Earlier this week, a special weather advisory for a snowstorm over Friday and Saturday was issued. A classic Gulf of Alaska low tracking eastward across the Rockies. This synoptic pattern is known to produce upslope precipitation — lots of precipitation!
News of this forecasted storm, kept all of us on our toes as we scrambled to get everything prepared for the end of the week, before the official date of our field campaign. As we know well, storms don't care about trivial dates and will happen - field campaign or not. Our team quickly buckled down and prepared for an expected busy weekend, making sure that everything was ready for Fortress Mountain. This meant Michael Harwood and Robert Reed from ECCC were hard at work installing the instrumentation at Fortress Junction Service and Fortress Mountain, making sure the instruments were up and running for Friday. Michael and Robert did a wonderful job, transferring knowledge about the ECCC equipment that they are well accustomed to. However, there are a few remaining issues. Currently, the upper and lower Fortress sites do not communicate on the same network as there was no line of sight from both sites. This means that we are unable to access the products from the lower site while at Fortress Mountain (FJS). Although there are a few bugs, we are sure that these issues can be fixed remotely by Peter Rodriguez (ECCC) and the rest of the hardworking team.
On Thursday Mathieu and myself worked on the solar panel system for Nipika Mountain Resort, making sure that the solar panels that were generously borrowed from Nipika Mountain Resort worked with our planned system. We were unable to get an actual power draw reading from the laptop without a kill-a-watt electricity monitor. This device has since been purchased, and our plan is to calculate the draw when we get the chance.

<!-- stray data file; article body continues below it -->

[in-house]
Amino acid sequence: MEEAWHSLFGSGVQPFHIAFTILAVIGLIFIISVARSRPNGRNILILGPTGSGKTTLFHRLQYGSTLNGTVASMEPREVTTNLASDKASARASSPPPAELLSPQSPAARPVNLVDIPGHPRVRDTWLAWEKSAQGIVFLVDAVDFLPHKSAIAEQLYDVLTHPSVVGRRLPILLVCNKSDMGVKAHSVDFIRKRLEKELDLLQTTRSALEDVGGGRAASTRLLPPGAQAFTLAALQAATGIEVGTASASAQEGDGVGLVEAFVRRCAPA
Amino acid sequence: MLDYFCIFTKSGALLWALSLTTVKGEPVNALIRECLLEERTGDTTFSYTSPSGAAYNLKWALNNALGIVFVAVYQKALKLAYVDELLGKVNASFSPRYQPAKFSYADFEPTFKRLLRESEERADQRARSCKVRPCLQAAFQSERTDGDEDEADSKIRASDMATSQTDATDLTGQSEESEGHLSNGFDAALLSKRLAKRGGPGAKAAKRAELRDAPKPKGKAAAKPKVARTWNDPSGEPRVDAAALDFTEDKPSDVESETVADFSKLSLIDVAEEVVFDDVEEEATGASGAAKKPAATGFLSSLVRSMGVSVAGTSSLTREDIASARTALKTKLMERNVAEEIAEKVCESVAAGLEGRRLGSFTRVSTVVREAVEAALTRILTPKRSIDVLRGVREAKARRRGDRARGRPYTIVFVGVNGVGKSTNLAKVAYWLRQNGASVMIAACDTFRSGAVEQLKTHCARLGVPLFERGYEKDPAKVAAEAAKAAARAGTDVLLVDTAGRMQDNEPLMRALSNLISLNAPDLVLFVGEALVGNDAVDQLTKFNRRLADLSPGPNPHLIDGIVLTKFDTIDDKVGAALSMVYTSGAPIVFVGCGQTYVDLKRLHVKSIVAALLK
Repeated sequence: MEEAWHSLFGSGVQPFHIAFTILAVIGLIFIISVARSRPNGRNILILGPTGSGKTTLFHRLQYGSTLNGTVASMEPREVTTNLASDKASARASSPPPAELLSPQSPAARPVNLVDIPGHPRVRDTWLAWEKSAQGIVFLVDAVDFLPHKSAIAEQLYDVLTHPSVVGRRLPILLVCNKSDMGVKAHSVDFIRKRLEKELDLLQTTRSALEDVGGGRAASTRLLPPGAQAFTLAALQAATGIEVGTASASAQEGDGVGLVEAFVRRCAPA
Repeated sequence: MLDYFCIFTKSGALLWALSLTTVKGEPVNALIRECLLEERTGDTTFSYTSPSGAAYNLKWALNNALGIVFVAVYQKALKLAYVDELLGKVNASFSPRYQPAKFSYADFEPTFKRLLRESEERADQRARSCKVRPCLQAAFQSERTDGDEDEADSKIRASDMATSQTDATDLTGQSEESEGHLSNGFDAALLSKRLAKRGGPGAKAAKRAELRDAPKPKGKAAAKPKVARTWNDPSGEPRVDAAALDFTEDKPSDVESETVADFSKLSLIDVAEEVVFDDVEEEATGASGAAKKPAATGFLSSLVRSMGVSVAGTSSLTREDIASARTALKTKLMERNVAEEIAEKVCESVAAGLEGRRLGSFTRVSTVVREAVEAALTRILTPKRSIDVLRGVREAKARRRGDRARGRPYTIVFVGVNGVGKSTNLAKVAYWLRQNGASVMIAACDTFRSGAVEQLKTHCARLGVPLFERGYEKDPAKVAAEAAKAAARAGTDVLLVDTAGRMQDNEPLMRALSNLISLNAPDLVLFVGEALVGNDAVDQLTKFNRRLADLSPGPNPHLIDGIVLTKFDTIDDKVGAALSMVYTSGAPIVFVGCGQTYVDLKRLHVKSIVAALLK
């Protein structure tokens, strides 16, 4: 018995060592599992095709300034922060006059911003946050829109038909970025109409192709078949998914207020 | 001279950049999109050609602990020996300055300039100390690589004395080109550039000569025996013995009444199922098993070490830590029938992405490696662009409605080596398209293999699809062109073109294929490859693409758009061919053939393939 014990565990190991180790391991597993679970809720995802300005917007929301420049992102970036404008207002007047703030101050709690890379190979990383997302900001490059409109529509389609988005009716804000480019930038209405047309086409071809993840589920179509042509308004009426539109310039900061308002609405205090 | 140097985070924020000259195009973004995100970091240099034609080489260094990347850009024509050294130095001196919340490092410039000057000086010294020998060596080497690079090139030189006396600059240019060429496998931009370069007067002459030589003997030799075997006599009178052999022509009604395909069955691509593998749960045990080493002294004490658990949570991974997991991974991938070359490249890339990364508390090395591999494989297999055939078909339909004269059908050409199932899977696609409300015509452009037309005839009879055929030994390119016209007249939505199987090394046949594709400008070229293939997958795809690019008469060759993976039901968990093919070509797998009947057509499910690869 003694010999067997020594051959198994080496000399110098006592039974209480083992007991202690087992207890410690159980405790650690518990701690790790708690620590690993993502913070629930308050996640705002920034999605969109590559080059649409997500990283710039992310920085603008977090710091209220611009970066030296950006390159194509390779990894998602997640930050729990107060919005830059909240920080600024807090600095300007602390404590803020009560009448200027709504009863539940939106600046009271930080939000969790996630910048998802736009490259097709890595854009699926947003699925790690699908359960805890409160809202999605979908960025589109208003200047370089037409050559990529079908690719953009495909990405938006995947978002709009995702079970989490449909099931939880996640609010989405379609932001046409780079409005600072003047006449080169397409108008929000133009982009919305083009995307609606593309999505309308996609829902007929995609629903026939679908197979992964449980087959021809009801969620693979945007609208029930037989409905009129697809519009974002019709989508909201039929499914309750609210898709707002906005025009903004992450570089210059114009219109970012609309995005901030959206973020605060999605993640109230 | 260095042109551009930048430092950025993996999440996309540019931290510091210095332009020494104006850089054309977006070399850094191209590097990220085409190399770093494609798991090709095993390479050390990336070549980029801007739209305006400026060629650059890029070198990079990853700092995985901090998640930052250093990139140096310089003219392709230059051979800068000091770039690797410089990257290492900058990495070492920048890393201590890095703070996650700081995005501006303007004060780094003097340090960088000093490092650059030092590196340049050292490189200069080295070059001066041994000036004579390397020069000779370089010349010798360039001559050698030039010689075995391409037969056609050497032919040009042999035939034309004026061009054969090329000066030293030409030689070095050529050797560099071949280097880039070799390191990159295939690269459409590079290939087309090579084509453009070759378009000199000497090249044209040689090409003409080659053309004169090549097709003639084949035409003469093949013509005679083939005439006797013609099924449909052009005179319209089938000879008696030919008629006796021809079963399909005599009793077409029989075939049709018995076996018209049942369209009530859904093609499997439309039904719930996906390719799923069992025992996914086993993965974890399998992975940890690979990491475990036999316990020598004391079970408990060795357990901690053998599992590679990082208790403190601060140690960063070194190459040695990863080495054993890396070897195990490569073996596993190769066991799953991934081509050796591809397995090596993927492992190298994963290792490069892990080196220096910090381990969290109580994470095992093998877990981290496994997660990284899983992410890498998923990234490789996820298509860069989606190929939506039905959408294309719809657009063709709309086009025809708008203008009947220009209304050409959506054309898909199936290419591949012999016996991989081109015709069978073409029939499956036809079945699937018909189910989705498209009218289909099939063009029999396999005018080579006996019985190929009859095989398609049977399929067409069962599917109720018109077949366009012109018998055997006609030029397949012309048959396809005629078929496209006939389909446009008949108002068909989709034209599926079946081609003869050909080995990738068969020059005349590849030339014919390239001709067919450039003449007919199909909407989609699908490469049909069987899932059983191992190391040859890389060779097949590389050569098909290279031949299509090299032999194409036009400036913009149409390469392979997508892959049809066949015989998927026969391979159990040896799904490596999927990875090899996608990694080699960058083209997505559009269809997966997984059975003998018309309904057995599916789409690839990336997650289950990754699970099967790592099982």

Meanwhile, Hilary setup the snow macrophotography system and worked with Professor Theriault to work on the snow macrophotography protocols, and conducted a practice carsonde. One matter we kept debating was what the camera setup would look like. We’ve decided to try a fishing tent to take photos in. Hopefully it doesn’t blow away on us like in 2015! Don’t worry, this time it’s staked down!
Friday morning the models were forecasting precipitation in Kananaskis country around 1500 MDT (2100 UTC). The team gathered at 8AM whereby everyone was briefed with the expected storm and made a plan for the day. The whole team drove out to the top of Fortress Mountain whereby Robert Reed (ECCC) gave us a a tutorial on the ECCC website designed specifically for the SPADE project and the instruments used. Afterwards, the USask. team (Greg Galloway, Robin Heavens, Andre Bertoncini) plus myself uninstalled the parsivel at Fortress, which was then brought to Barrier Lake and deployed beside the MRR Pro. This same parsivel will be sent over to Nipika after the storm. Thanks to Greg and Robin for getting it setup before the storm, while the rest of us ran some errands in Canmore! Mathieu Lachapelle connected the parsivel to the computer and hooked it up to a power source which converted AC power to 24V DC and made sure that everything was running properly and we left for Fortress. Snow was starting upon our arrival, but still too warm to take snowflake macrophotography. We are now waiting at the trailer itching for some precipitation - snow is coming.
Field participants at Fortress Mountain: Hilary Smith, Mathieu Lachapelle, André Bertoncini & Juris Almonte